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Bulgaria: Sisecam undecided on Russe plant

Turkish glass giant Sisecam is still undecided on whether to go ahead with the building of a USD 100 million flat glass plant in Russe as the Bulgarian Government has not yet agreed to several of the …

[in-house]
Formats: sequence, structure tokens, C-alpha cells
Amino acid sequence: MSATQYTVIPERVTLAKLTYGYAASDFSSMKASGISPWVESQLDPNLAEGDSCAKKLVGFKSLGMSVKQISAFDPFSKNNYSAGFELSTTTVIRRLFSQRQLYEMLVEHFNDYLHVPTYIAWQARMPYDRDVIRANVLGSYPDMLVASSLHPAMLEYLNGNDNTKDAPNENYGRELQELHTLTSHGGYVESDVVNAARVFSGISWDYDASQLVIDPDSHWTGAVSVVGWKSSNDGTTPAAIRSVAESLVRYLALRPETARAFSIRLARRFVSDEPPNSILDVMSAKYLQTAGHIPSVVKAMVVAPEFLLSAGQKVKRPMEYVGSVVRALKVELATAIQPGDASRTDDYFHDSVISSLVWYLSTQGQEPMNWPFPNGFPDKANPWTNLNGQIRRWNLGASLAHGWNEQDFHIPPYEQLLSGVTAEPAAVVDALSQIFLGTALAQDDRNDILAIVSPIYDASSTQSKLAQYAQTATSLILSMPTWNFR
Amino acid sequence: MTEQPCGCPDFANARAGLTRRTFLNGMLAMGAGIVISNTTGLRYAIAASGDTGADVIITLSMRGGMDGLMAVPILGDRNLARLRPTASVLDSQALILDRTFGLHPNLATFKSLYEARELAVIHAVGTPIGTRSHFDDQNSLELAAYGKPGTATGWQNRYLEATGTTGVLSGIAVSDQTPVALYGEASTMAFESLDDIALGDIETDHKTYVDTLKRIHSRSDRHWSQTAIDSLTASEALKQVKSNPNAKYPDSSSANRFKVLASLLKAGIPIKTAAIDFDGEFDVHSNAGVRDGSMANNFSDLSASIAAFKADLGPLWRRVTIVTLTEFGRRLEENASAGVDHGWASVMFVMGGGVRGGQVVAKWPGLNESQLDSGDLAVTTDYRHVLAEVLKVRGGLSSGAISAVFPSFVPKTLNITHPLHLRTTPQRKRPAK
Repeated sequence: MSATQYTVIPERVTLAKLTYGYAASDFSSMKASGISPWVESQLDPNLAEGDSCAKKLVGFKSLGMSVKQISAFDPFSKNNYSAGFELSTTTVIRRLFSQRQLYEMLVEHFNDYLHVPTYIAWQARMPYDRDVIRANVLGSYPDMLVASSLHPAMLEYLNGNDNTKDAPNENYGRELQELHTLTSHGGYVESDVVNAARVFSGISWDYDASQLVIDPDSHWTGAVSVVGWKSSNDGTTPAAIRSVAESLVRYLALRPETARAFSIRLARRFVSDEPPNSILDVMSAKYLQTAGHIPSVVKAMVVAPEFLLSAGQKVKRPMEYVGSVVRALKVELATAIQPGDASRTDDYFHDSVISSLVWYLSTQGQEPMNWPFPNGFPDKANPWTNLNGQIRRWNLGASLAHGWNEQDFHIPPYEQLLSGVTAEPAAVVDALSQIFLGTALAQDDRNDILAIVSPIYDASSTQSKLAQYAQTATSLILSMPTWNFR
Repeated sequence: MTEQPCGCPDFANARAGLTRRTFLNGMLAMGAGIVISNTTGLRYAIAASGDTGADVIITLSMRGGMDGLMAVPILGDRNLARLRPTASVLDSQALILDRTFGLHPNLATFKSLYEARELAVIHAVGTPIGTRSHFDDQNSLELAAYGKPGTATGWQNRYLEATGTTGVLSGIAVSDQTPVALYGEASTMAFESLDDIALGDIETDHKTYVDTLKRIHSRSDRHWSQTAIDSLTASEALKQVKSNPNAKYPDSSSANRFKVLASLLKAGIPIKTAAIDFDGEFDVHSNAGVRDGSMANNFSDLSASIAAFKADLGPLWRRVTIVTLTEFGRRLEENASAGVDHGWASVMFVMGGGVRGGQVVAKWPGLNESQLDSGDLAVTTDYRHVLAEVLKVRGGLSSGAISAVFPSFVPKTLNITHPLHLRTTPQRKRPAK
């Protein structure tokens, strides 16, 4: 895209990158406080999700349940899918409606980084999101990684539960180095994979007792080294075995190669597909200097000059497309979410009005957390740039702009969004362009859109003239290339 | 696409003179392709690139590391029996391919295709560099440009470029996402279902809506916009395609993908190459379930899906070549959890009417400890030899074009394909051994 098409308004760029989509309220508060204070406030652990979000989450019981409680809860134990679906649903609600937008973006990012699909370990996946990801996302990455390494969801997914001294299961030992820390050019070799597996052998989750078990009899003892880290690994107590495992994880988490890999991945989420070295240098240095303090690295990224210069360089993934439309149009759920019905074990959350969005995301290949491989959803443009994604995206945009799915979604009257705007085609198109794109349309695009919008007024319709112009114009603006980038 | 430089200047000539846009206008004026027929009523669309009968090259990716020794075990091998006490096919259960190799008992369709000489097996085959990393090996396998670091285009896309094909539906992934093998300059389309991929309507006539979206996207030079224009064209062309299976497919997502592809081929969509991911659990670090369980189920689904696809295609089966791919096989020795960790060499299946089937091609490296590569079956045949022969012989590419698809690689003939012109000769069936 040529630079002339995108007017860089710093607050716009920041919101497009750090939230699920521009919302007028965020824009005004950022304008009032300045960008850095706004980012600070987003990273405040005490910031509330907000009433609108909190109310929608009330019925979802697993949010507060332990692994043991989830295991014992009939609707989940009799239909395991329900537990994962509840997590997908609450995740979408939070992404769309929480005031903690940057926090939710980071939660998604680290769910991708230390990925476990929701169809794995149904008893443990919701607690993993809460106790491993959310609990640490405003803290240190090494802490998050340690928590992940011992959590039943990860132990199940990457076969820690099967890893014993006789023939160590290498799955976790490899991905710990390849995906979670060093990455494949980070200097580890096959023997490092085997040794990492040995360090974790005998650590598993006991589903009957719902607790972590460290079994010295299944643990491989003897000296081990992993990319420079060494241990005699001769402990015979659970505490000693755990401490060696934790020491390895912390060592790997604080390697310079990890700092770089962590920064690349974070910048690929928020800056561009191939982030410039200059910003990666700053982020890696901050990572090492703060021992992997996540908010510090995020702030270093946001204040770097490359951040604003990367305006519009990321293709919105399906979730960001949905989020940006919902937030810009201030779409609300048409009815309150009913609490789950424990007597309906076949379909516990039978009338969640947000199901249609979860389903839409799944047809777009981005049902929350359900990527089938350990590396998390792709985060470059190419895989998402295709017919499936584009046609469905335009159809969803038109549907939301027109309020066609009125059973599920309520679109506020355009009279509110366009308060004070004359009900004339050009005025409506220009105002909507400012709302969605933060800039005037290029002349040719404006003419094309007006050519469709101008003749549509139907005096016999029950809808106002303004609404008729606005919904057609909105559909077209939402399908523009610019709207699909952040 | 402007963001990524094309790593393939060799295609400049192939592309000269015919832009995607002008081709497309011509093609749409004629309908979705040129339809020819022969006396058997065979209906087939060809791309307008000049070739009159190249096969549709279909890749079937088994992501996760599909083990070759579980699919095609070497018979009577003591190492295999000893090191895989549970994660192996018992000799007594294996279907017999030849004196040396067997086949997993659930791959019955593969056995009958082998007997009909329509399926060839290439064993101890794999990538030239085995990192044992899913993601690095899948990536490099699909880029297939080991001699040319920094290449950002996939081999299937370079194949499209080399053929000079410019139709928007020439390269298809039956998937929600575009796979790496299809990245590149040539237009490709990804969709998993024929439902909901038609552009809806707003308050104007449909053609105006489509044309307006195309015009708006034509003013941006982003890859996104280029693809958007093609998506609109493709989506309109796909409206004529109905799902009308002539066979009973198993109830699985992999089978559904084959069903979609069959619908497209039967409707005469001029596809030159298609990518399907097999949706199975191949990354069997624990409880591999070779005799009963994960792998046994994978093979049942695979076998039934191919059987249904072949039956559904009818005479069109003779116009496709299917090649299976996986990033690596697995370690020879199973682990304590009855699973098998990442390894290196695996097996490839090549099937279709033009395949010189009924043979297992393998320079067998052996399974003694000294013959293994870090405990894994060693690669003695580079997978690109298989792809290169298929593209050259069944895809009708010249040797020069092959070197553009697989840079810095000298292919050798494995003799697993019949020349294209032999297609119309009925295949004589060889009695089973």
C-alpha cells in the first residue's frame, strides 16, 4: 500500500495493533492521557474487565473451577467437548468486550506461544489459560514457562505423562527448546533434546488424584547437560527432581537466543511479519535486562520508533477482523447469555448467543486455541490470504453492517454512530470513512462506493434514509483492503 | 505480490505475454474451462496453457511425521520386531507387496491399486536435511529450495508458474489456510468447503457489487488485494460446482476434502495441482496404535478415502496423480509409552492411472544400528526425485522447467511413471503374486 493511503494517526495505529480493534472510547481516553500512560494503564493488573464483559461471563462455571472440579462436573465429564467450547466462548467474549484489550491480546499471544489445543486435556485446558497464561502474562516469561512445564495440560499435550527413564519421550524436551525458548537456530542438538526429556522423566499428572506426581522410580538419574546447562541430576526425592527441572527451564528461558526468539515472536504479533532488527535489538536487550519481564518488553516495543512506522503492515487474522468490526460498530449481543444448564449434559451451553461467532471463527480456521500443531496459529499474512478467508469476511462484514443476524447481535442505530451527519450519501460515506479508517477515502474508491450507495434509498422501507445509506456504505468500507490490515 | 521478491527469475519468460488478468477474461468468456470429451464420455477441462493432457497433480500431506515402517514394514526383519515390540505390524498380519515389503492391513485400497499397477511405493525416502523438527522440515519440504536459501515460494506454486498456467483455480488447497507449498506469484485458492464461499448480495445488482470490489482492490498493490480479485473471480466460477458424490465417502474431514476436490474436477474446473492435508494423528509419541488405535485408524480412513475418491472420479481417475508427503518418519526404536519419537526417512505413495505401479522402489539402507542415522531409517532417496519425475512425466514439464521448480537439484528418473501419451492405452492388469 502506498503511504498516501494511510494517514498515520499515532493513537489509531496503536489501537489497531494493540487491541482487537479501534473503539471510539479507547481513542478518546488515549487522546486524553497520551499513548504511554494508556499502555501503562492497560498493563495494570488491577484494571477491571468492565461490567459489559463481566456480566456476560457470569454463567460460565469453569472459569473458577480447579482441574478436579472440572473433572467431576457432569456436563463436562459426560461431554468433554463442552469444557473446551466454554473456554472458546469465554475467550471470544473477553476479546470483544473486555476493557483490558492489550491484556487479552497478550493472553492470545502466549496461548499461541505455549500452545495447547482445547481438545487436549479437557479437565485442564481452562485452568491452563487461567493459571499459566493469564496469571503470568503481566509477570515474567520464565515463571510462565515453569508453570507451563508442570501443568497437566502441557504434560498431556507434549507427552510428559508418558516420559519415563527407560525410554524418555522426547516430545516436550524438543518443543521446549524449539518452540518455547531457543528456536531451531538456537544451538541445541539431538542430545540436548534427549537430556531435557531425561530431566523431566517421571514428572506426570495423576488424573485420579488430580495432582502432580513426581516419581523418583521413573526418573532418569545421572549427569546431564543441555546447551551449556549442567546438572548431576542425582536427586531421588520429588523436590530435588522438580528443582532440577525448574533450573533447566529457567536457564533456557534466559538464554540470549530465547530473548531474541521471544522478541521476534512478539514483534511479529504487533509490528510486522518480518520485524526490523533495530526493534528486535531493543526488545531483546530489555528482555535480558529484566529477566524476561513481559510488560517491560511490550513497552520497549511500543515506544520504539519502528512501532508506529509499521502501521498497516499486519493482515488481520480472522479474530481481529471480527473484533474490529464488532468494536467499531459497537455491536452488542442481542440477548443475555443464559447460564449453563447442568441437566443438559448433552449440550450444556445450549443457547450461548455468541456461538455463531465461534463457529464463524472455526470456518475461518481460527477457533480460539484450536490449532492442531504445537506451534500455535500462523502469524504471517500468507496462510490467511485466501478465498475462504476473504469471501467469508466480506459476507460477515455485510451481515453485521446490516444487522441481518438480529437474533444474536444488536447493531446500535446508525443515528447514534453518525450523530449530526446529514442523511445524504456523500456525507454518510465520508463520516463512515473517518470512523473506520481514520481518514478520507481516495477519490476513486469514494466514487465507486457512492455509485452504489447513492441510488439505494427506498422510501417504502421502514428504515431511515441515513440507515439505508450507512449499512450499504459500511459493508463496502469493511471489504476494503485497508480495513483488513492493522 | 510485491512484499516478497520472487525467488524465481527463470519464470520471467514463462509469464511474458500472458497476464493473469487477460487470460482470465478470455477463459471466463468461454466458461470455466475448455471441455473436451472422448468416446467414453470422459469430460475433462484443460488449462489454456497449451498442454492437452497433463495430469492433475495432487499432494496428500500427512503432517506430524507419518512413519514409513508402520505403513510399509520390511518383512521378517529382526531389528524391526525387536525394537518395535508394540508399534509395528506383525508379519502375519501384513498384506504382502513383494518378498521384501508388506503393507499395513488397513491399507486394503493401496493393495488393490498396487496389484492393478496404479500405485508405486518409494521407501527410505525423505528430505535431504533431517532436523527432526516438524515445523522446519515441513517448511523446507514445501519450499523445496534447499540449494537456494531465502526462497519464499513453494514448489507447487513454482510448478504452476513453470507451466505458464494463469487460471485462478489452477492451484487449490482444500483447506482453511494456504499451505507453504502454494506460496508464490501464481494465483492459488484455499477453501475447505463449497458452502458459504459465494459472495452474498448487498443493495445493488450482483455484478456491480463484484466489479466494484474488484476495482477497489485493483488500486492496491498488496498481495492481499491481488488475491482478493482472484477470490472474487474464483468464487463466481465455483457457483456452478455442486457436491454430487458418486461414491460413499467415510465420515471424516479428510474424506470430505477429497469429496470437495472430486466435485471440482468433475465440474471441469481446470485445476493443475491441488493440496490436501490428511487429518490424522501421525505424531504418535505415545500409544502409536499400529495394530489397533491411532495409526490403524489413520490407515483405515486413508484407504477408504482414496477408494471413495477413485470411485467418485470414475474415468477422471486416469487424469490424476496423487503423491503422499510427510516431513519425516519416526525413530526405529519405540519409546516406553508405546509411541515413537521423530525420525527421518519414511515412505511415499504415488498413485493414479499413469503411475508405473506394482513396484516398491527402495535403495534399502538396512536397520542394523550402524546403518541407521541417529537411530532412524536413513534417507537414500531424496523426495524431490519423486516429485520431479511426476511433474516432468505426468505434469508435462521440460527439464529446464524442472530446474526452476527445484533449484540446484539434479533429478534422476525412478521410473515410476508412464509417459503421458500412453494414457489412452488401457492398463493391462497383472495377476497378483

Turkish glass giant Sisecam is still undecided on whether to go ahead with the building of a USD 100 million flat glass plant in Russe as the Bulgarian Government has not yet agreed to several of the company“s conditions. A six member company delegation met state and local authorities at the beginning of March 2003, but failed to reach agreement. Sisecam could opt to build the plant in Romania instead of Bulgaria. In order to attract the glass maker, the Bulgarian Government offered Sisecam two locations for the plant, one in Russe and another in a region with high unemployment. It is still uncertain how the property on the land will be transferred since Sisecam insists on a symbolic price. One proposal is to consider the land as an in-kind contribution to the assets of a state company, to be transferred subsequently for the symbolic figure of BGL 1 to Sisecam. This leaves the problem of the substantial state fee for the land transfer (assessed on the tax valuation of the land) which Sisecam is unwilling to pay. Furthermore, if the investor chooses Russe, it will not be exempt from corporate tax. The Turkish company is also asking the state to build the infrastructure around the plant including a road, gas pipeline and access to the National Electricity Transmission Company network. The government has not yet calculated the exact cost of the infrastructure project. Sisecam is also insisting on amendments to Bulgaria“s trade agreements with other countries, which would facilitate the import of glass. There still remains the delicate question of the concessions on raw material extraction and the river port facilities. Pending the Turkish company“s final decision, the government has suspended procedures for awarding concessions on raw materials (mainly sand) in northern Bulgaria, as the materials might be used by the investor. For that reason, the government is asking for a quick decision from the Turkish glass maker, which is also a shareholder in local soda ash producer Solvay Sodi Devnya.

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